For those who have an interest in further reading I would personally recommend the work of the following authors:

Dr John Bradshaw; Bristol Veterinary School; University of Bristol.

Current research concerns the evolutionary psychology of the pet-owner bond, including studies of anthropomorphism.  Also involved as an advisor on a number of research projects in the Animal Welfare and Behaviour Group, including the welfare and behaviour of working dogs, and applied cat population dynamics.  

Dr Ian Dunbar; Sirius Dog Training, USA

Veterinarian, animal behaviourist, and dog trainer, Dr. Ian Dunbar received his veterinary degree and a Special Honours degree in Physiology & Biochemistry from the Royal Veterinary College (London University) plus a doctorate in animal behaviour from the Psychology Department at UC Berkeley, where he researched the development of social hierarchies and aggression in domestic dogs.

Dr Karen Pryor; Karen Pryor Clicker Training, USA

Karen Pryor is a pioneer in ethology and behaviour and the leading spokesperson for clicker training. Karen is a scientist with an international reputation in two fields: marine mammal biology and behavioural psychology. Through her work with dolphins in the 1960s, she developed modern, force-free animal training methods. 

Dr Stanley Coren, University of British Columbia

Though best known to the public for his series of best-selling books on dogs, Stanley Coren is also a well-respected scientist and Professor of Psychology at the University of British Columbia.  He did his undergraduate work at the University of Pennsylvania and completed his doctorate Psychology at Stanford. In addition to being a psychologist and researcher, Coren's life is filled with dog-related activities and he is also an instructor with the Vancouver Dog Obedience Training Club.

Dr Patricia McConnell,  McConnell Publishing Ltd, USA

Patricia McConnell, Ph.D., a Certified Applied Animal Behaviorist, (CAAB) has made a lifelong commitment to improving the relationship between people and animals. She is known worldwide as an expert on canine and feline behaviour and dog training, and for her engaging and knowledgeable dog training books, DVDs and seminars.  Patricia has seen clients for serious behavioural problems since 1988, and is an Adjunct Professor in Zoology at the University of Wisconsin-Madison.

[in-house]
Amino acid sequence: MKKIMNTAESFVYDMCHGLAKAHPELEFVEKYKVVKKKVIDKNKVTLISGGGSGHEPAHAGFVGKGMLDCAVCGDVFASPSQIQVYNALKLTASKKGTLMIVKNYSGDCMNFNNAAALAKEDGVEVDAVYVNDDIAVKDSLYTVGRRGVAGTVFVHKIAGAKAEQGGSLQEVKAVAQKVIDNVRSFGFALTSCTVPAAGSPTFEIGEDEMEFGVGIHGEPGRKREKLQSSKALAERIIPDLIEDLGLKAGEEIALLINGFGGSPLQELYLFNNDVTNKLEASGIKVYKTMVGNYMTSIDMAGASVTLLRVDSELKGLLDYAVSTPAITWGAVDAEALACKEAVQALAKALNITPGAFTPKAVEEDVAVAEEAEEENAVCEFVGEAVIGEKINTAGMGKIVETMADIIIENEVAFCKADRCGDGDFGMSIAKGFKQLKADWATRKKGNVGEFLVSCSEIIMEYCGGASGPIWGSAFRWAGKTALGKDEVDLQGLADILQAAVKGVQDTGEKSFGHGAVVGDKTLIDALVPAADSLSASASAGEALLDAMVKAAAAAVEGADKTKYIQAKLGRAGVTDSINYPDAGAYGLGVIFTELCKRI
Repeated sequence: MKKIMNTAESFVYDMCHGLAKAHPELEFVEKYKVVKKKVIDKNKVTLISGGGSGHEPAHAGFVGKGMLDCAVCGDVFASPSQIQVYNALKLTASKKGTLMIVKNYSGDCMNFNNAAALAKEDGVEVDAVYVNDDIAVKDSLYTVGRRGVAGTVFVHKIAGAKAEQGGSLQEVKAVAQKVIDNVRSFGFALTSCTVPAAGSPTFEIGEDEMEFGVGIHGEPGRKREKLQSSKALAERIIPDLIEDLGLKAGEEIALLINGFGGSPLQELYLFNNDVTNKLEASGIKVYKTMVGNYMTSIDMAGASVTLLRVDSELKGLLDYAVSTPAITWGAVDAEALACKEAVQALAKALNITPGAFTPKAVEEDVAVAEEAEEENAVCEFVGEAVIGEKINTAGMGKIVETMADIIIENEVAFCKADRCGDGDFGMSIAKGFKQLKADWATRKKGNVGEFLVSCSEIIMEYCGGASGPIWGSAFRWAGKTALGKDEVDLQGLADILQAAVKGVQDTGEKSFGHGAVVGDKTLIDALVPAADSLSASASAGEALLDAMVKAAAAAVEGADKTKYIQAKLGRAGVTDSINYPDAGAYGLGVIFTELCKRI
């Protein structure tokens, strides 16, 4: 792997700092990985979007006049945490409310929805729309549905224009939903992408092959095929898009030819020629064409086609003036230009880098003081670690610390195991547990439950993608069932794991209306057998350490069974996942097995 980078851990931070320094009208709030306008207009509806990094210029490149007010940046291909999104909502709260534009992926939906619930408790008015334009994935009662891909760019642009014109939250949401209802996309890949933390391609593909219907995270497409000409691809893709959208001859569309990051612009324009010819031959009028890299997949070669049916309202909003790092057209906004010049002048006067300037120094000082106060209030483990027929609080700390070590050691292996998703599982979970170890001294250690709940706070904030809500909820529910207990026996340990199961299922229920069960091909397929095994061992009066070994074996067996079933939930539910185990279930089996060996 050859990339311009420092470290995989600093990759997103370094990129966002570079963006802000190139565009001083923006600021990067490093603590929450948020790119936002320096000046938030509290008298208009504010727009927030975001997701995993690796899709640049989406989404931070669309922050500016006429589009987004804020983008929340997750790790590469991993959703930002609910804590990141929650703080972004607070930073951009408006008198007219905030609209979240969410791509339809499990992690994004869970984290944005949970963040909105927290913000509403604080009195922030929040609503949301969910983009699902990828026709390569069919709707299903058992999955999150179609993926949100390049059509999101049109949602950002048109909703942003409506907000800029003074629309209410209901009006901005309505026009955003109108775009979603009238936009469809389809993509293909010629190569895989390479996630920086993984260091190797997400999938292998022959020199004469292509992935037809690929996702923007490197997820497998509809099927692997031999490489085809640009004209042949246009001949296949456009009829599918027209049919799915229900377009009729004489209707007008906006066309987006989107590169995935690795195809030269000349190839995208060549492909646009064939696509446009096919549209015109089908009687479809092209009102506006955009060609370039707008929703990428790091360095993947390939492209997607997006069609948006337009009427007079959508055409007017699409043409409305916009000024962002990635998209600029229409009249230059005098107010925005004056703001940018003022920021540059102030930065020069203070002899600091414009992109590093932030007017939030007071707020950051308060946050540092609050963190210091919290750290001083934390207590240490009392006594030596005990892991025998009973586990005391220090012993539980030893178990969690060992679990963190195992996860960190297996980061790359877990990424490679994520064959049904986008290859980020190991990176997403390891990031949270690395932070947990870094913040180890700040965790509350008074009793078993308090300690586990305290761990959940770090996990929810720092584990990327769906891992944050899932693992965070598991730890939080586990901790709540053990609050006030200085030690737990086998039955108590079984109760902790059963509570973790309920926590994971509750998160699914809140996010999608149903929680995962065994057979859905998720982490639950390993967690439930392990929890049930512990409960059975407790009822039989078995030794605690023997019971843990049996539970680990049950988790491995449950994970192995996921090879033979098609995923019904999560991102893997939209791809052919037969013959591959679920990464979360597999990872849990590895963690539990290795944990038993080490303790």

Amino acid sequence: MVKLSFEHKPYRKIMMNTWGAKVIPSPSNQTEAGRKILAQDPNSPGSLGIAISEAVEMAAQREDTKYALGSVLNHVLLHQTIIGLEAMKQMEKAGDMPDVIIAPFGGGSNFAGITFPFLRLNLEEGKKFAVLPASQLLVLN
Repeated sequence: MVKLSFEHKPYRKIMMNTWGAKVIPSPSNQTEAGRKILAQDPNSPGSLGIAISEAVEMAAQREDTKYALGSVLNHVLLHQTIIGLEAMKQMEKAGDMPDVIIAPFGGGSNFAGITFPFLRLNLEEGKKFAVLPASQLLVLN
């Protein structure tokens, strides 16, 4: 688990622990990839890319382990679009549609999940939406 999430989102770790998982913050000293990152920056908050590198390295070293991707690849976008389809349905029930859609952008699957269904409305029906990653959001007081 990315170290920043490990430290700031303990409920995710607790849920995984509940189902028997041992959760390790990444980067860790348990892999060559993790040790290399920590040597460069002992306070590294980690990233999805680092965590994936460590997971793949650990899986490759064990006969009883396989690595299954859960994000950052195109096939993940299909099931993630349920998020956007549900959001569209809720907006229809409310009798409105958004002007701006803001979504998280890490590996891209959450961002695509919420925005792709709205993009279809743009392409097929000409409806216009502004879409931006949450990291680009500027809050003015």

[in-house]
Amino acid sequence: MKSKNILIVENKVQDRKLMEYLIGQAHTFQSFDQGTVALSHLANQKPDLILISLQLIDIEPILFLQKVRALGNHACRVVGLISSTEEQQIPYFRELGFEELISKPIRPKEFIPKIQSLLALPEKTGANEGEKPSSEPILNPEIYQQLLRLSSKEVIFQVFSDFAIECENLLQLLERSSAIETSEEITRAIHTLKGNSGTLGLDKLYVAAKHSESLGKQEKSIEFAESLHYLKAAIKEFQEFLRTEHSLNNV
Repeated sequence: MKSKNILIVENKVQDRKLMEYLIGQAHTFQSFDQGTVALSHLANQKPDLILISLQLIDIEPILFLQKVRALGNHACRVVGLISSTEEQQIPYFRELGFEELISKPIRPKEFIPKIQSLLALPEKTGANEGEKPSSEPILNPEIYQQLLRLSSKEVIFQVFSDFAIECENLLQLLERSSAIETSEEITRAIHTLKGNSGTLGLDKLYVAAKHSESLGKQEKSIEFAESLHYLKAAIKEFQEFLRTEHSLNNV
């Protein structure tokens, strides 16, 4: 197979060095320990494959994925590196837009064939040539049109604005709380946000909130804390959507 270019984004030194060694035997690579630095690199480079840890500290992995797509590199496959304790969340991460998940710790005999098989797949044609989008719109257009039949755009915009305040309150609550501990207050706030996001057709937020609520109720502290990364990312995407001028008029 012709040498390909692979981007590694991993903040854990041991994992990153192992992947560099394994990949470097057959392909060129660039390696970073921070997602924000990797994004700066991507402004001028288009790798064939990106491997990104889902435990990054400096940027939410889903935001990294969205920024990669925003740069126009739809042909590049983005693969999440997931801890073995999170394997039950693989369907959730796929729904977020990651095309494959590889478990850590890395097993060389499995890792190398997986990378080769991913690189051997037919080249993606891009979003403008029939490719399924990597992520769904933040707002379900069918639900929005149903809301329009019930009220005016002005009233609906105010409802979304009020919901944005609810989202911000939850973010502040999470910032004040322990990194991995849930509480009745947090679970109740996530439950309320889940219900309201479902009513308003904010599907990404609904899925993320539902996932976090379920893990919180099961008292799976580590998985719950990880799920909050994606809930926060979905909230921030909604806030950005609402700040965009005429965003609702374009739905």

Dr. Brian Hare  Associate Professor of Evolutionary Anthropology, Duke UniversityDr. Brian Hare is associate professor of evolutionary anthropology at Duke University in North Carolina and a member of the Center for Cognitive Neuroscience, which is a division of the Duke Institute for Brain Sciences. He received his Ph.D. from Harvard University, founded the Hominoid Psychology Research Group while at the Max Planck Institute for Evolutionary Anthropology in Leipzig, Germany, and subsequently founded the Duke Canine Cognition Center when arriving at Duke University.

Ken Ramirez; Ken Ramirez Training & Consulting; Shedd Aquarium, Chicago, USA Ken Ramirez, the executive vice-president of animal care and animal training, develops and supervises animal care programs, staff training and development as well as public presentation programs for the entire animal collection at Chicago’s Shedd Aquarium.  Ramirez is a biologist and animal behaviorist who served nine years at Marineworld of Texas He began his training career working with guide dogs for the visually impaired and has maintained a close affiliation to pet training . 

Dr. Sophia Yin, Animal Behaviorist Dr. Sophia Yin is a veterinarian, applied animal behaviourist, and the author of many books and textbooks. Her thesis and related publications were on vocal communication in dogs. Dr. Yin is also on the executive board for the American Veterinary Society of Animal Behavior and was on the American Association of Feline Practitioners’ (AAFP) Handling Guidelines Committee.

Turid Rugaas Turid Rugaas owns and run "Hagan Hundeskole" (dog school) in Norway and works with dogs full time.  She started out training her own dog and competed in  obedience and working dogs and worked with rescue dogs.  She and a colleague started charting the calming signals in dogs and in 1992  went to Canada to the big Animals and US conference, met and got acquainted to a lot of dog trainers and several of them showed a lot of interest in the project with the calming signals.